If you continue on, you bust your butt and strive for bigger salaries, bigger houses, more cars, and more notoriety and once you have it, you only want more. The cup is never full. A lavish lifestyle, as I’ve found, does not fill the emotional void. There is no happiness in that type of more.
In my 40 years on this planet, I’ve followed what I was shown life should look like. Grow up, go to college, get amazing grades, be perfect, get married, buy a house, buy a nice car, try to have kids, then find an even better job and keep working the 9-5 grind. Every aspect of your life dictated by someone in history that you never knew.
And now, the next choice is one that I’m jumping wholeheartedly into; that’s the choice to start living a simple life. Or in my words, classy yet simple. Classy, to me, means to live with purpose, manners, integrity, grace, and elegance. It’s how you carry yourself, treat others well and with respect, and in turn, how you help others. Simple, to me, well, is pretty self-explanatory. It means living with fewer, but better things. It means learning to say NO to a busy schedule. It means paring back to the essentials. It means more white space and loving yourself.
I chose to live a simple life for one small reason: mediocrity. I was tired of it. I spent most of my adult life burnt out, stressed out, and tapped out financially. I always wanted more or thought I needed more to be happier. But I’ve changed my ways – there’s no more mediocrity. I want to live my life on purpose; with joy, creativity, inspiration, and all the happiness life brings – not that owning stuff brings.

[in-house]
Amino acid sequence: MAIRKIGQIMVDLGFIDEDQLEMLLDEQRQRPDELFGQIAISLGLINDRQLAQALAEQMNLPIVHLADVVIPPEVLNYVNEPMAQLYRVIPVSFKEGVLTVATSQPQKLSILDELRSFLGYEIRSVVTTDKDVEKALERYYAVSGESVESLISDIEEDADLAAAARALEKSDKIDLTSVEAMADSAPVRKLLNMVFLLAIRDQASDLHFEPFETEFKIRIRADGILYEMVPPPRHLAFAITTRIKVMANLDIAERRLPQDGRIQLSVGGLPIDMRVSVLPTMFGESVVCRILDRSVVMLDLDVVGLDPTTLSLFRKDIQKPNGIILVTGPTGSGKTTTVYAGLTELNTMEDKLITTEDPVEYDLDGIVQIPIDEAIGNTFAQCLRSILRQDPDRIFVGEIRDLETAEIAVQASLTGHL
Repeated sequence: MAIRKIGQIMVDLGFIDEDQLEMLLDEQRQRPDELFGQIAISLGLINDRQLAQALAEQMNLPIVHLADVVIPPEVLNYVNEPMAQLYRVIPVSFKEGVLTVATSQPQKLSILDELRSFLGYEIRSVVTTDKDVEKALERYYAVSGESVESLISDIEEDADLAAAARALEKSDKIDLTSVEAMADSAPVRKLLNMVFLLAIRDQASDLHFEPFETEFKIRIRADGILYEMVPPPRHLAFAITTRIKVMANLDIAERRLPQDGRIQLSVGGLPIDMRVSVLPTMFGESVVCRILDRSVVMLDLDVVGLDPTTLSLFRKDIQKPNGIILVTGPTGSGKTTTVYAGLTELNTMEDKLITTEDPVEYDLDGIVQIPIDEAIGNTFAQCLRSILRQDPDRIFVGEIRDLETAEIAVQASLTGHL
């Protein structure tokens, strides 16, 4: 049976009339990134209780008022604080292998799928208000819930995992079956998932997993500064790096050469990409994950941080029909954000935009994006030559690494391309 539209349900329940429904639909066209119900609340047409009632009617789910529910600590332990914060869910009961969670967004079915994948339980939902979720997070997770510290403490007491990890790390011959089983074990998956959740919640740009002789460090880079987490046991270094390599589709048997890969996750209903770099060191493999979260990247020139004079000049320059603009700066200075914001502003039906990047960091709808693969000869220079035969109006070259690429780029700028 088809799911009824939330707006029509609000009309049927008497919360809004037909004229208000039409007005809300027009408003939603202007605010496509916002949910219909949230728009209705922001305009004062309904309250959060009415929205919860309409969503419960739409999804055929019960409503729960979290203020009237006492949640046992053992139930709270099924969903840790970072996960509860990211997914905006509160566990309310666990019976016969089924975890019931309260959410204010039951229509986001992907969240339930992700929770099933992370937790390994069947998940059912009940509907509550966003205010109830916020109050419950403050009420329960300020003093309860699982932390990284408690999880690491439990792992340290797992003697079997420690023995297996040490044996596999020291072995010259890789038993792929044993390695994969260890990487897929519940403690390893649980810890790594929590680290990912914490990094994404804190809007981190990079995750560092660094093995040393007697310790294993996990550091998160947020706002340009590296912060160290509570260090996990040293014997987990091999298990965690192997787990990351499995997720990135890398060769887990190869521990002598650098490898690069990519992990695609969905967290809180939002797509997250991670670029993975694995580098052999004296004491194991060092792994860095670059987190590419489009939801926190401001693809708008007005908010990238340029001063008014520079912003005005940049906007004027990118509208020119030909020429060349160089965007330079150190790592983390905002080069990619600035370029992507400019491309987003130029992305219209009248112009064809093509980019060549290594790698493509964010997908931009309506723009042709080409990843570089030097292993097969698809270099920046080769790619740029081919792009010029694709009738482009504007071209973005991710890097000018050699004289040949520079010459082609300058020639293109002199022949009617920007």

HOW I’M LEARNING TO LIVE A SIMPLE LIFE
DECLUTTER AND SELL ALL MY STUFF.
Decluttering your home is a slow and gradual process. I’ve learned that it’s not something that happens overnight. Last year, I started the process of purging unnecessary items from my life. I removed about 50% of it; this is the last step in the process. I’ve taken the stance that any item that gives me no joy or is non-essential to life, goes. This means my wardrobe will become a small, yet functional capsule style wardrobe. I’m carefully going through what I have and removing what no longer works and selling it on eBay or through consignment. Such as: most of my corporate work wardrobe, items that don’t fit, and items that no longer match my updated personal style. I’m keeping a few work essentials just in case but otherwise, all gone! All those collectibles I have, selling those. Anything I can sell will be sold; otherwise it’s donated or garbage.